Berberian Sound Studio (2012)


Lobby Poster Art


Toby Jones, Antonio Mancino, Guido Adorni, Susanna Cappellaro, Tonia Sotiropoulou, Chiara D’Anna, Eugenia Caruso, Fatma Mohamed, Lara Parmiani, Hilda Péter, Katalin Ladik, Kata Bartsch, Layla Amir ..  /  Cinematog. Nicholas D. Knowland  /  Art Dir.  Sarah Finlay  /  Music  Broadcast  /  Producers  Mary Burke & Katherine Butler  /  Wriiten & Directed by  Peter Strickland

When timid Foley & Sound Engineer Gilderoy (Toby Jones) arrives at the Italian ‘Berberian Sound Studio’ to begin work, he brings with him an innate self-effacing, parochial Britishness, which is immediately at odds with the demonstrative, fiery latins who surround him. His world is that of the Radio-Shack, spent in relative, meditative isolation amidst industrial banks of spooling tapes, flickering dials and arcane sound charts. Though expressly invited, and more than qualified for the work at hand, Gilderoy is a quiet, reclusive person, not at all equipped emotionally to deal with impassioned creative types in close quarters.. let alone the psycho-sexual world of Italian Giallo Cinema. The Berberian Sound Studio explores the tradition of dubbing and Foley work in Italian cinema, the creative process of applying voice and sound effects in post-edit.. but on a deeper level we are drawn into the clash between British and Italian sensibilities, as well as that eternal debate on the effects of violence in Cinema.

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Although there is a clear tradition of the ‘film within a film’, which goes back to the very beginning of cinema with Chaplin knocking through the fourth-wall of his Keystone set, the concept of the filmmaker himself becoming affected by his own machinations is much more a part of Sixties introspection. In 1966 Michelangelo Antonioni’s ‘Blow-up‘ followed David Hemmings imitation of Photographer David Bailey around Swinging London, whose ‘camera never flinches’, capturing ‘love without meaning.. murder without guilt.. the dazzle and madness of youth today.’ Not so much stealing souls with his camera, as intruding upon their private selves. The notion of capturing people on film becoming an inherently sinister activity, with Vanessa Redgrave’s insistent cry – “What are you doing? Stop it! Stop it! Give me those pictures. You can’t photograph people like that!”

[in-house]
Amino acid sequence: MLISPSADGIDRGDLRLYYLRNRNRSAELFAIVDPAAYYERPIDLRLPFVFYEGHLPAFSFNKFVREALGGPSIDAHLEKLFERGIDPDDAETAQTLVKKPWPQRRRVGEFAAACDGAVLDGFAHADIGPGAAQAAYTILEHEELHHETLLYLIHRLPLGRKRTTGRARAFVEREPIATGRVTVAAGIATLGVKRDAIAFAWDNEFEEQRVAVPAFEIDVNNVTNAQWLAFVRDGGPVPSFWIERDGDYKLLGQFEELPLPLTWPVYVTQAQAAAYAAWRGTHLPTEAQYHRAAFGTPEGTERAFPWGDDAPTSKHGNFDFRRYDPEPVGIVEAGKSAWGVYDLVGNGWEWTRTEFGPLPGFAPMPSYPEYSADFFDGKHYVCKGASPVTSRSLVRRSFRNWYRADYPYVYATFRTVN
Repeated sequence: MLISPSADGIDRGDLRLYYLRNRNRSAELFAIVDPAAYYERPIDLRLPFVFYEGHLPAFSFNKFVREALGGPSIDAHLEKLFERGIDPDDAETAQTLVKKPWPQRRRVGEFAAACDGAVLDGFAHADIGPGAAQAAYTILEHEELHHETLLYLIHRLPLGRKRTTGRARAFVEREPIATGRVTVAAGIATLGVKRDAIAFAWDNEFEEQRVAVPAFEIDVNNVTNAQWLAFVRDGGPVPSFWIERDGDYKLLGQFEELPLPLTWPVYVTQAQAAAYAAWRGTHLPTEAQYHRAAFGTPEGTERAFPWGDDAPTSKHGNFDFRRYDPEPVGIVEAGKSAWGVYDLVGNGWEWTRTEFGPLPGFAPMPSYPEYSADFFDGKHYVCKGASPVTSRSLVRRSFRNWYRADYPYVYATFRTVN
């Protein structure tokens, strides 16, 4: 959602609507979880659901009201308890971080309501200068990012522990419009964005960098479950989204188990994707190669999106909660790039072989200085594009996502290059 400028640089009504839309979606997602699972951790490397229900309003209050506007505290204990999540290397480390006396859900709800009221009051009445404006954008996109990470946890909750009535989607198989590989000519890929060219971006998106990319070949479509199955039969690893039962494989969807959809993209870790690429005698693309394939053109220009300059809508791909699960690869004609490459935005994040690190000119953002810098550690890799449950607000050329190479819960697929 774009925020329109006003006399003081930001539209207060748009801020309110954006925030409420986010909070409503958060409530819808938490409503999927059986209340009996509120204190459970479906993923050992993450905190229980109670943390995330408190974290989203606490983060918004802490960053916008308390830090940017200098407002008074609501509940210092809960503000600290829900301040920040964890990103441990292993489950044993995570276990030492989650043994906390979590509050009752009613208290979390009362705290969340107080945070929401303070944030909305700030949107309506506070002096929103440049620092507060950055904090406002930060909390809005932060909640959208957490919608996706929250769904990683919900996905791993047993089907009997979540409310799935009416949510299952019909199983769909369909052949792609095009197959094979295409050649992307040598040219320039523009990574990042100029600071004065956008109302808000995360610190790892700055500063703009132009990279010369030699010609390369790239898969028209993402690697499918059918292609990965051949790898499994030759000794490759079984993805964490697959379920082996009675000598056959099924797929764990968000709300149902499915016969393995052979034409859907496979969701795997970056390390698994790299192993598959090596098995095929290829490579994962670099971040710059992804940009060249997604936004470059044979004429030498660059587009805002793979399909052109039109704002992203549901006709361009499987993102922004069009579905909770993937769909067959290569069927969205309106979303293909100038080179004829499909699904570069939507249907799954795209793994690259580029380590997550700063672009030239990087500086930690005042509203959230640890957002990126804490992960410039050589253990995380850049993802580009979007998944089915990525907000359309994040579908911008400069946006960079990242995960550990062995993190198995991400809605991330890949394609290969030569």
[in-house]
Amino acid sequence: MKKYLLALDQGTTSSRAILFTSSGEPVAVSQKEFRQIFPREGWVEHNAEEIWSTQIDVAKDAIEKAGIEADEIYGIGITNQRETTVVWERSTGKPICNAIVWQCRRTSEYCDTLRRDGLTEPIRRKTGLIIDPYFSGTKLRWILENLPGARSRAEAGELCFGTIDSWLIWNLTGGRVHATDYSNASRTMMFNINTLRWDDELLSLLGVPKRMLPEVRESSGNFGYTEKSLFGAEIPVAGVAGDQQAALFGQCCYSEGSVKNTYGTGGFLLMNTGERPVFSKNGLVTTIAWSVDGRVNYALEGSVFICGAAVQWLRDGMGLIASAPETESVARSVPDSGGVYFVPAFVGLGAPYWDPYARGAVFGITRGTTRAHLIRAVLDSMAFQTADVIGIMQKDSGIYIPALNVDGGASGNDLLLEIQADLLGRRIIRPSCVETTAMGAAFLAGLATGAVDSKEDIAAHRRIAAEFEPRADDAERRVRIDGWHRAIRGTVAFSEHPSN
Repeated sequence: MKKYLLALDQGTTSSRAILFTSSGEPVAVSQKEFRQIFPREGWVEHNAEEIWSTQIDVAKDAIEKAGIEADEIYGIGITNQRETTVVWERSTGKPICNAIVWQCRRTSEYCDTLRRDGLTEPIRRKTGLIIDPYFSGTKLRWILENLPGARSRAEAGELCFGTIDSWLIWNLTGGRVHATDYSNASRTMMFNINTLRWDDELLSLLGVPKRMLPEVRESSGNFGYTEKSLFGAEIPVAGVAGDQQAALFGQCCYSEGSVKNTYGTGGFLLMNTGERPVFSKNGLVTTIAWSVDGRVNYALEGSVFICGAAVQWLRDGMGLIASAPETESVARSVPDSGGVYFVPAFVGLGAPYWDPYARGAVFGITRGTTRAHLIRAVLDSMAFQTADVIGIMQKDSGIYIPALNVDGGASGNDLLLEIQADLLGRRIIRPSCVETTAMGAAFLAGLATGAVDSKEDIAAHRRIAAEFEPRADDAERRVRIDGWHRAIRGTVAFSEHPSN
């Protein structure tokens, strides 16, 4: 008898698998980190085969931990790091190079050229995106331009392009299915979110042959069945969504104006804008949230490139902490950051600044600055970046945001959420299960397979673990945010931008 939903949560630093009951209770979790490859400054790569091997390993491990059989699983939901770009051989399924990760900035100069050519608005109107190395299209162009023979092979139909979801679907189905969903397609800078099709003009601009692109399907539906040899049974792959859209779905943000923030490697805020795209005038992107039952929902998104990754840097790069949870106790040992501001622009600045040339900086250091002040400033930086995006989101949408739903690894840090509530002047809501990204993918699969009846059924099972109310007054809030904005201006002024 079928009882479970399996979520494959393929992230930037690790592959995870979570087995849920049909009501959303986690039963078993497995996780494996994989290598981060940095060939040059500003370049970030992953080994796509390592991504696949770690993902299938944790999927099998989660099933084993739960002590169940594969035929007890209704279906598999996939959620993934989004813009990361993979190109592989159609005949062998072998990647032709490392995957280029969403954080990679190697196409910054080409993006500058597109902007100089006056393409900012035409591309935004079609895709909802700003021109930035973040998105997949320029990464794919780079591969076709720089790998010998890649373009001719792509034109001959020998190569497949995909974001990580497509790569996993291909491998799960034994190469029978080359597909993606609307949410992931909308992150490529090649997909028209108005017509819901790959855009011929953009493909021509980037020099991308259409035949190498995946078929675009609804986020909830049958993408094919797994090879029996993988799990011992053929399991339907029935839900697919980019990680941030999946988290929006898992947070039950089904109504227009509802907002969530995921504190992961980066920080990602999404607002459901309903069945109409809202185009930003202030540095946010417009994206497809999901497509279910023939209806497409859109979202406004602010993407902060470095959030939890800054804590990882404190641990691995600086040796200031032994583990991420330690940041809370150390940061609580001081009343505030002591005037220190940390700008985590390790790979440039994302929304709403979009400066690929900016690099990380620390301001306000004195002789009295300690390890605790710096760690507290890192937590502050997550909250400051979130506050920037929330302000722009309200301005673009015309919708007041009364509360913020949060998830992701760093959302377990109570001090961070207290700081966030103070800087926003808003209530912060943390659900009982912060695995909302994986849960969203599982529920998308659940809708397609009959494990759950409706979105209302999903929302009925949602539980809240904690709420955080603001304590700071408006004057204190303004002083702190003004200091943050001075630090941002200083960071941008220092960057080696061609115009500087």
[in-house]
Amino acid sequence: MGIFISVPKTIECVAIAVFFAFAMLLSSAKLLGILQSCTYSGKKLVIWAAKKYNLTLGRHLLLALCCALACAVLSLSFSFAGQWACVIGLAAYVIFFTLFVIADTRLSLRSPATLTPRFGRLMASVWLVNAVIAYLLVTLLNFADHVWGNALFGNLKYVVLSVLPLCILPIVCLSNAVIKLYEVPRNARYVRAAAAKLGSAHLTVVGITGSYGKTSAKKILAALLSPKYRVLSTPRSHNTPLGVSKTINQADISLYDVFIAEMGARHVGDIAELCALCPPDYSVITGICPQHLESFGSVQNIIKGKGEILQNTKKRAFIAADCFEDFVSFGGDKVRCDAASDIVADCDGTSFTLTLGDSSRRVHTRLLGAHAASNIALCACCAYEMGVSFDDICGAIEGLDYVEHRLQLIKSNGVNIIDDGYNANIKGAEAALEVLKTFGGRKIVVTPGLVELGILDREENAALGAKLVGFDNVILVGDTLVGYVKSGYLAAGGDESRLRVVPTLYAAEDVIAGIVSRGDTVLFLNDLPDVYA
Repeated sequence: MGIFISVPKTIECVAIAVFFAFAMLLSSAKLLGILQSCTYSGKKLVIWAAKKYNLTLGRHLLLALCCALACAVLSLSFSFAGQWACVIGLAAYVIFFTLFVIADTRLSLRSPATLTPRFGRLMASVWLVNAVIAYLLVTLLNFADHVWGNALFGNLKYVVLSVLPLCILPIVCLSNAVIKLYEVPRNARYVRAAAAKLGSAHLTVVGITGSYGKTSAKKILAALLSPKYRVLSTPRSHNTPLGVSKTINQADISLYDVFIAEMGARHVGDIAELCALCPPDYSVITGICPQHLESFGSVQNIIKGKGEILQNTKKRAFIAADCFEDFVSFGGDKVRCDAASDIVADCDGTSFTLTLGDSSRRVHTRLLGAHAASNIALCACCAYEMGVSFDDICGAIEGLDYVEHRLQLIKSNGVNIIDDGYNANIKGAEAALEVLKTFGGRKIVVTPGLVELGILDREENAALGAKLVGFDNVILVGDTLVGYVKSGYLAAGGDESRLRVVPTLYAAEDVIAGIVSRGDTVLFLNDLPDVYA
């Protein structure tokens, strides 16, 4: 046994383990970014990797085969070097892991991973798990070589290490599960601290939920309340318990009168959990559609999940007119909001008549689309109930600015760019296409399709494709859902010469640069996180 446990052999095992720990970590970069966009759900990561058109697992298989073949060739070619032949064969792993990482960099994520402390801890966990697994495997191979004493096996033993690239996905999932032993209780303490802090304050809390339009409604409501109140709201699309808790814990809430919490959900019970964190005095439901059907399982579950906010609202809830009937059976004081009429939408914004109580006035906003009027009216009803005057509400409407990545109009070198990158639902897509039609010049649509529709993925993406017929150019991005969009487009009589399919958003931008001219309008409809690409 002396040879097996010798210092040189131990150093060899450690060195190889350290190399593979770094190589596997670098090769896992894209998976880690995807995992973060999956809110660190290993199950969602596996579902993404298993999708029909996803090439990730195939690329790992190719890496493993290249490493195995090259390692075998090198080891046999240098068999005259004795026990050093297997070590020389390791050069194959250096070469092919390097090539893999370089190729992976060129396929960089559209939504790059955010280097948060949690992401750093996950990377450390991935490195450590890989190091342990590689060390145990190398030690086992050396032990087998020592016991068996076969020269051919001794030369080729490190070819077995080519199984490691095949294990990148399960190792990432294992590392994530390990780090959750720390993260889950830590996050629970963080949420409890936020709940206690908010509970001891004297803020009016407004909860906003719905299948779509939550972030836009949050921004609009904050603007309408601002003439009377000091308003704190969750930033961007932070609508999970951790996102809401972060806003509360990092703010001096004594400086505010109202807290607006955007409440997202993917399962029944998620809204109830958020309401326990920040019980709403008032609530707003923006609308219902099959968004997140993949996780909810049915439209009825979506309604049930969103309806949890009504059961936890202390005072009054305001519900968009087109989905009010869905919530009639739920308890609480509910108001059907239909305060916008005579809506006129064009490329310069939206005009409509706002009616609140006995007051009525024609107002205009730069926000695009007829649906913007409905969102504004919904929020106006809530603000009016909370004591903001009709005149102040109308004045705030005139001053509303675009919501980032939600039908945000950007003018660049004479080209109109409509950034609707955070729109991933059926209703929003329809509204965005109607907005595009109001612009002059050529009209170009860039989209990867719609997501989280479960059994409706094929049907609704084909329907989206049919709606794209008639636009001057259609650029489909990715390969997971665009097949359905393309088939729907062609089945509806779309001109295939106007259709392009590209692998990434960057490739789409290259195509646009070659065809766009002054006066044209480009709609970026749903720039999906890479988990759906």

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With Michael Powell’s Peeping Tom‘,  the filmmaker himself turns killer, impaling female victims on the end of a phallic, spiked tripod, only to revisit his recordings time and time again in the cozy sanctity of home projections.. “Whatever I photograph I always lose.” mournfully muses our killer. Roll forward to the early 80’s, and we arrive at Brian De Palma’s ‘Blow-out‘, essentially a reinterpretation of Antonioni’s ‘Blow-up‘, though this time around focusing on Sound rather than image.. here we have John Travolta accidentally capturing a highway accident on sound-tape, only to discover that it is actually an assassination. De Palma takes us into the world of Foley effects, with particular attention to the tenuous line between art and an actual snuff-film, as Travolta seeks the perfect female victim scream for his Horror Movie assignment.

“That’s a terrible scream. Jack, what cat did you
have to strangle to get that?” (Blow-out (1981)